Drug use affects not only the drug abuser but also the family unit and the community at large. Overdose and accidental death impacts family members and caregivers as well as our healthcare system. Drug abuse impacts on-the-job performance and missed work. The overall cost of prescription opioid abuse in the United States has been estimated at $9.5 billion (in 2005 U.S. dollars), including healthcare, criminal justice, and workplace costs (Passik, 2009).
After marijuana, prescription drugs are the second-most abused category of drugs in the United States (ONDCP, 2011a). The three classes of the most commonly abused prescription drugs are:
One way to understand the scope of the problem of prescription drug misuse and abuse is to look at data on drug-related emergency department (ED) visits. The Drug Abuse Warning Network (DAWN) is a tracking system managed by the Substance Abuse and Mental Health Services Administration (SAMHSA). DAWN’s purpose is to monitor trends in drug misuse and abuse, identify the emergence of new substances and drug combinations, assess health hazards associated with drug abuse, and estimate the impact of drug misuse and abuse on the nation’s healthcare system.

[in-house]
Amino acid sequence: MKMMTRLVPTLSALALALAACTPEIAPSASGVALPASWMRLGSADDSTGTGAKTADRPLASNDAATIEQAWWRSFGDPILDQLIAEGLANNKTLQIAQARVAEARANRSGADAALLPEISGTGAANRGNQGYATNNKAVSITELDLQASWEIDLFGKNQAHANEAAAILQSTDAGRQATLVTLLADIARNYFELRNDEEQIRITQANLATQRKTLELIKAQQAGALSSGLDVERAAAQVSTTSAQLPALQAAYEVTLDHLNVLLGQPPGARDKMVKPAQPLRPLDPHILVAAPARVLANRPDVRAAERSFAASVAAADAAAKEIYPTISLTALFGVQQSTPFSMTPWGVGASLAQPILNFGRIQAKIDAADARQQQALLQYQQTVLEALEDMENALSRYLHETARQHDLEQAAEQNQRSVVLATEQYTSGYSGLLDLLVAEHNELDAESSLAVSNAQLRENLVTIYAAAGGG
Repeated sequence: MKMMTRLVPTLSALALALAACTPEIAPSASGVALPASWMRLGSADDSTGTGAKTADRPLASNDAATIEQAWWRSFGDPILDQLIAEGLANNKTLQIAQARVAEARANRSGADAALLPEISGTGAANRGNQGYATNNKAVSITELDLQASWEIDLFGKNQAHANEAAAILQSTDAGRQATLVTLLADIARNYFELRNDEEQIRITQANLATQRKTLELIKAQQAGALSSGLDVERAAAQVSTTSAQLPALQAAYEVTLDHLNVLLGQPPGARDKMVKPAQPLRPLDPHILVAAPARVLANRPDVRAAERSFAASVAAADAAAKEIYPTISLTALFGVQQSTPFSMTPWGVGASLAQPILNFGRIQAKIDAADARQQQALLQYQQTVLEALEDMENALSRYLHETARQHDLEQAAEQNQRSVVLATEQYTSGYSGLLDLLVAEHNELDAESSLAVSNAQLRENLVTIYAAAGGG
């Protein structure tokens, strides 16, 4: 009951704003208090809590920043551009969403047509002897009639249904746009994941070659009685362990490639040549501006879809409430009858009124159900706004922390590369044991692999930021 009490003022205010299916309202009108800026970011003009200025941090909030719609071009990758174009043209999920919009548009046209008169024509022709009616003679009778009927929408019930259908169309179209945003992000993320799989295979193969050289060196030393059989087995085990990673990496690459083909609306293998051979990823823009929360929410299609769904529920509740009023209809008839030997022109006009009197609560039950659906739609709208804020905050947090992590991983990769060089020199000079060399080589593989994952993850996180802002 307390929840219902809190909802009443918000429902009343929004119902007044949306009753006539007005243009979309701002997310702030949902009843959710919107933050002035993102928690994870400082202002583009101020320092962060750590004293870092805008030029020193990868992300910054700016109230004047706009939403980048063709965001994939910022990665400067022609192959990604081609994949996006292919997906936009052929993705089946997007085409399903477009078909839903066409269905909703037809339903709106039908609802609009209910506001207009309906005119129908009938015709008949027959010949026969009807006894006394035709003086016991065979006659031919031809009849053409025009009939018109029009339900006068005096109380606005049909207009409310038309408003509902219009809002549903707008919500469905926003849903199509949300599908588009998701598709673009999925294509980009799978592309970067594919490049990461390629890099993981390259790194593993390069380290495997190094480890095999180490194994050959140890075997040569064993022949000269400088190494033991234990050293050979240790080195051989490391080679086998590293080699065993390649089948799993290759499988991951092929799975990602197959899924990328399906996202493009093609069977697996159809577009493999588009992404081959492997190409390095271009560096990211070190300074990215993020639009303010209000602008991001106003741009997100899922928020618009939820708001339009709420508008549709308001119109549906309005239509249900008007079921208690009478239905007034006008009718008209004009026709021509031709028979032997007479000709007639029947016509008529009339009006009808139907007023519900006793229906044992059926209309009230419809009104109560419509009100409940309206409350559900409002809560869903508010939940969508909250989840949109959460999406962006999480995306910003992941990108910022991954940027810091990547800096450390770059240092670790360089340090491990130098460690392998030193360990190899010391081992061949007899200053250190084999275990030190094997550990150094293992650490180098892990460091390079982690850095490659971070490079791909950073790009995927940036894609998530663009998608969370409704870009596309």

In 2009, there were nearly 4.6 million drug-related ED visits nationwide, including drug abuse, adverse reactions to drugs, and other drug-related consequences. Of these, almost 50% were for adverse reactions to medications taken as prescribed, and 45% involved drug abuse. DAWN estimates that of the 2.1 million drug abuse visits:
Furthermore, the emergency department (ED) visits involving prescription drugs (alone or in combination) increased 98.4% between 2004 and 2009, from 627,291 visits in 2004 to 1,244,679 visits in 2009 (NIDA, 2011).
For patients aged 20 or younger, ED visits resulting from nonmedical use of prescription drugs increased 45.4% between 2004 (116,644 visits) and 2009 (169,589 visits). Among patients aged 21 or older, there was an increase of 111% (NIDA, 2011).